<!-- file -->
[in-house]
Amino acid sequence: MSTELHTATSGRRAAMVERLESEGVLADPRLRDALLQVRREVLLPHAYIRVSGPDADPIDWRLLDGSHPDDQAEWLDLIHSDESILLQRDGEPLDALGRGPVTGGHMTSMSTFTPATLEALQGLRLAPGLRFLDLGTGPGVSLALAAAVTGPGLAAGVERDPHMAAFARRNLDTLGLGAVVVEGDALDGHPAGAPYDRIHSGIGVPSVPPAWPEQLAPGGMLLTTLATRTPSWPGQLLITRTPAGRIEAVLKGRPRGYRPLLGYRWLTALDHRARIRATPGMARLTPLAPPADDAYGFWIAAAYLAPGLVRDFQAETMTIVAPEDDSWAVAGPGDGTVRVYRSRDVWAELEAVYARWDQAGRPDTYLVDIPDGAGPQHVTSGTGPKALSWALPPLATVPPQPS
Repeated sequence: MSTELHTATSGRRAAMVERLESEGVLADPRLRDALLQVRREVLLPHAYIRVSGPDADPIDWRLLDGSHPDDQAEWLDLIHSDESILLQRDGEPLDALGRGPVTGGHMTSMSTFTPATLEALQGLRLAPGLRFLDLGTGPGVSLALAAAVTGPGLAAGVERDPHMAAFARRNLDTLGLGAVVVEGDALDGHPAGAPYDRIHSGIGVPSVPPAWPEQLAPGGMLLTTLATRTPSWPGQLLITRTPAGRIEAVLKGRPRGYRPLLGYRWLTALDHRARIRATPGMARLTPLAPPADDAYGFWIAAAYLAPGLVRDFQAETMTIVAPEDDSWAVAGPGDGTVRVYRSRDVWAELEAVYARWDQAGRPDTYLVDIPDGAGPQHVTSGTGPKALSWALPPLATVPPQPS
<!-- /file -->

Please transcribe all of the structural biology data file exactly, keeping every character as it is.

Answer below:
[in-house]
Amino acid sequence: MSTELHTATSGRRAAMVERLESEGVLADPRLRDALLQVRREVLLPHAYIRVSGPDADPIDWRLLDGSHPDDQAEWLDLIHSDESILLQRDGEPLDALGRGPVTGGHMTSMSTFTPATLEALQGLRLAPGLRFLDLGTGPGVSLALAAAVTGPGLAAGVERDPHMAAFARRNLDTLGLGAVVVEGDALDGHPAGAPYDRIHSGIGVPSVPPAWPEQLAPGGMLLTTLATRTPSWPGQLLITRTPAGRIEAVLKGRPRGYRPLLGYRWLTALDHRARIRATPGMARLTPLAPPADDAYGFWIAAAYLAPGLVRDFQAETMTIVAPEDDSWAVAGPGDGTVRVYRSRDVWAELEAVYARWDQAGRPDTYLVDIPDGAGPQHVTSGTGPKALSWALPPLATVPPQPS
Repeated sequence: MSTELHTATSGRRAAMVERLESEGVLADPRLRDALLQVRREVLLPHAYIRVSGPDADPIDWRLLDGSHPDDQAEWLDLIHSDESILLQRDGEPLDALGRGPVTGGHMTSMSTFTPATLEALQGLRLAPGLRFLDLGTGPGVSLALAAAVTGPGLAAGVERDPHMAAFARRNLDTLGLGAVVVEGDALDGHPAGAPYDRIHSGIGVPSVPPAWPEQLAPGGMLLTTLATRTPSWPGQLLITRTPAGRIEAVLKGRPRGYRPLLGYRWLTALDHRARIRATPGMARLTPLAPPADDAYGFWIAAAYLAPGLVRDFQAETMTIVAPEDDSWAVAGPGDGTVRVYRSRDVWAELEAVYARWDQAGRPDTYLVDIPDGAGPQHVTSGTGPKALSWALPPLATVPPQPS